Employer Must Pay $1M and Reinstate Drivers Allegedly Terminated for Raising Safety Concerns

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Published on Tuesday, 19 August 2014 Written by Editor

Asphalt Specialists Inc. has been found in violation of the Surface Transportation Assistance Act by the U.S. Department of Labor's Occupational Safety and Health Administration (OSHA) for allegedly wrongfully terminating a foreman and two truck drivers. The drivers allegedly raised safety concerns after being directed to violate U.S. Department of Transportation mandated hours of service for commercial truck drivers. Headquartered in Pontiac, the asphalt paving company was ordered to reinstate the three employees to their former positions with all pay, benefits and rights. The company was also ordered to pay a total of $953,916 in damages: $243,916 in back wages to the drivers, $110,000 in compensatory damages and $600,000 in punitive damages. The foreman, who was terminated from employment on June 30, 2012, had allegedly repeatedly raised concerns to the company's co-owner about exceeding hours of service when job assignments repeatedly failed to allow for the 10-hour rest period mandated by the Department of Transportation. At least twice, the foreman and the crew were expected to work more than 27 hours straight. The employee rightfully refused to operate a vehicle in an unsafe manner, which could potentially cause serious injury to the worker, co-workers or the public.

Read more: Employer Must Pay $1M and Reinstate Drivers Allegedly Terminated for Raising Safety Concerns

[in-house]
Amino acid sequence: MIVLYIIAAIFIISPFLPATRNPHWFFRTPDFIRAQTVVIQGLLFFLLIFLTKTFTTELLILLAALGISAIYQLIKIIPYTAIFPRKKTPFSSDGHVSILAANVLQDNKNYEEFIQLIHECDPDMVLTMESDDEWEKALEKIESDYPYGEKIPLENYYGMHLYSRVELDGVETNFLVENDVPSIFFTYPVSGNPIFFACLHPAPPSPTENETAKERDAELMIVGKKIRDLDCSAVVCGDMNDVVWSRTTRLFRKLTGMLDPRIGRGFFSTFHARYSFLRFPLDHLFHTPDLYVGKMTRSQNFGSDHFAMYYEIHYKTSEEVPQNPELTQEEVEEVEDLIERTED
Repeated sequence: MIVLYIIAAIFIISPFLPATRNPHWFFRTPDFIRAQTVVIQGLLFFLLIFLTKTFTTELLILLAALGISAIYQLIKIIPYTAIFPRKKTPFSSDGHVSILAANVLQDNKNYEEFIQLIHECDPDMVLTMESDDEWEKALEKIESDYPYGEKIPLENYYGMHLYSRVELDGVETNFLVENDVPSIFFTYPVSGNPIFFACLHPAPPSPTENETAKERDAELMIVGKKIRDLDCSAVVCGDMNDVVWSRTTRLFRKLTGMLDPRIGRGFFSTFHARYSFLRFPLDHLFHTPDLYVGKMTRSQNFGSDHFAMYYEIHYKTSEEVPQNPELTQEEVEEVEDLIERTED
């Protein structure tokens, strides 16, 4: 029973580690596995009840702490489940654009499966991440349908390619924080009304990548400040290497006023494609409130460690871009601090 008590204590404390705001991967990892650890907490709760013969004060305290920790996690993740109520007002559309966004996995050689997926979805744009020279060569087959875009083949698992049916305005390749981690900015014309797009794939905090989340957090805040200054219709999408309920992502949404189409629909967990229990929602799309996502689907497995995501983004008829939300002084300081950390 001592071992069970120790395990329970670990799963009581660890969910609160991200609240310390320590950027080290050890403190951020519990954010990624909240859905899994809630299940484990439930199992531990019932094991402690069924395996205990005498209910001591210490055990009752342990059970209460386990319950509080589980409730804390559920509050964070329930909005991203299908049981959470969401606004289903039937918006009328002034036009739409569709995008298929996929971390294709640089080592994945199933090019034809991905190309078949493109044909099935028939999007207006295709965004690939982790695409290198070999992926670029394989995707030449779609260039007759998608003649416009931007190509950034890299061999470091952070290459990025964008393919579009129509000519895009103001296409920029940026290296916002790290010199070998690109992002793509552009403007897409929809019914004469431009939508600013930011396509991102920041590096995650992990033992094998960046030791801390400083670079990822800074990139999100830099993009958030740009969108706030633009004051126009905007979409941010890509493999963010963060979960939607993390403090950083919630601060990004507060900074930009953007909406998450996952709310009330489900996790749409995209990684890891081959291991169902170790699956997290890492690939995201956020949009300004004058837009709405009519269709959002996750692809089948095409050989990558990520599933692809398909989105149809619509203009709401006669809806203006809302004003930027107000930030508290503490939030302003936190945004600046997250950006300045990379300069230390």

Employer Will Pay $92,500 for Alleged Retaliation

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Published on Tuesday, 19 August 2014 Written by Editor

Bertolini Corporation, a stackable chair manufacturer, has agreed to pay $92,500 to settle a retaliation lawsuit brought by the U.S. Equal Employment Opportunity Commission (EEOC).  The EEOC had charged Bertolini with unlawful retaliation against two employees. According to the EEOC's suit, the company retaliated against two employees, a maintenance mechanic and a human resources assistant, by firing them because they complained about unlawful discrimination at the company. In addition, to the monetary relief, the one-year consent decree settling the lawsuit enjoins the company from retaliating against any employee; requires it to provide in-person training regarding retaliation to its Tennessee employees and to maintain records of any complaints of retaliation.  The company must also provide a report to the EEOC regarding any such complaints.

Read more: Employer Will Pay $92,500 for Alleged Retaliation

Federal Judge Rules Prime Trucking’s Same-Sex Training Policy Violates Federal Law

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Published on Tuesday, 19 August 2014 Written by Editor